iTunes Sells EMI DRM Free, Attaching Purchaser Info
First, iTunes Plus requires a software upgrade and then asks users to choose an option that allows them see available DRM free tracks when searching for an artist or album. But once consumers choose the iTunes Plus option and look for an EMI act, the results will only show the $1.29 DRM free download. The original $.99 EMI track with DRM is no longer available to iTunes Plus consumers unless they go back and switch their settings before each search or purchase.
But that’s just the beginning…
Apple is permanently attaching the purchaser’s name and email address to every download for the whole world to see. Apparently, iTunes does this even with non-DRM free tracks. But the info like the track was encrypted; and who was going to try to trade a restricted track anyway?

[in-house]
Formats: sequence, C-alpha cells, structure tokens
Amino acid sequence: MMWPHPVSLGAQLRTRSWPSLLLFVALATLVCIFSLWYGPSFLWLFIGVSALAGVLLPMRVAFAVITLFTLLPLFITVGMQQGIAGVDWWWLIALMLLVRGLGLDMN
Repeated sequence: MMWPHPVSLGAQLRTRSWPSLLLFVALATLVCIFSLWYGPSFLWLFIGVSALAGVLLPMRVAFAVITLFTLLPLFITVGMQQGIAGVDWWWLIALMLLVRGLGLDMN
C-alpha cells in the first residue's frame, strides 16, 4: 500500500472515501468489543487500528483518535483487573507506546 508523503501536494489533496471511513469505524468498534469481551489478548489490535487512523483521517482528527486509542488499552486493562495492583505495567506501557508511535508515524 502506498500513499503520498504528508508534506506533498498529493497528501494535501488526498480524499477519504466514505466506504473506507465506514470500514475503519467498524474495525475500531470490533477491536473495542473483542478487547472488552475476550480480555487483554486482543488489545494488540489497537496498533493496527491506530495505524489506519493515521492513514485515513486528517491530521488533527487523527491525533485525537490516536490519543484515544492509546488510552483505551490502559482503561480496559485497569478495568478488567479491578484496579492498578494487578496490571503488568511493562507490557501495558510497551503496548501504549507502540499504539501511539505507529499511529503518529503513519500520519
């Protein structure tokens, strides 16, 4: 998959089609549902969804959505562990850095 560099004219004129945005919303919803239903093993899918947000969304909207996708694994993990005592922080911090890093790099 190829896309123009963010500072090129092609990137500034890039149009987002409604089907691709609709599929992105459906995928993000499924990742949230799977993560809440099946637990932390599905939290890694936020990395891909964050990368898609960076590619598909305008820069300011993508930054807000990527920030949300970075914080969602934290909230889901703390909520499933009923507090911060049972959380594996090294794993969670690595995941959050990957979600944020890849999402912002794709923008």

The move is apparently aimed at stopping piracy. But with the info open to spoofing how reliable is it? And how will Apple use or share the information? Thus far Apple has not commented, but the blogs are burning with indignation. "Apple and EMI can’t cover up the fact that they’re f***cing with us. This is WORSE than restricted/DRM/copy-protected music!" cried Bob Lefsetz.
HYPEBOT COMMENTARY: How could Steve Jobs not have understood that there would not be consumer backlash at adding personal info to each track? And what made Apple think that consumers don’t sometimes want to pay more for DRM free tracks and at other times prefer the $.99 version?
Is Job’s desire to control each transaction so great that he doesn’t care if he pisses off the consumer? It makes one wonder if all of the pontification from Jobs about a DRM free music world isn’t a smokescreen and his real endgame is to make sure that EMI’s DRM free experiment fails.
After all, if the iPod and iTunes combo remains a closed loop; the consumer is forced to buy there.
Please tell us that this isn’t part of Amazon’s mp3 plan…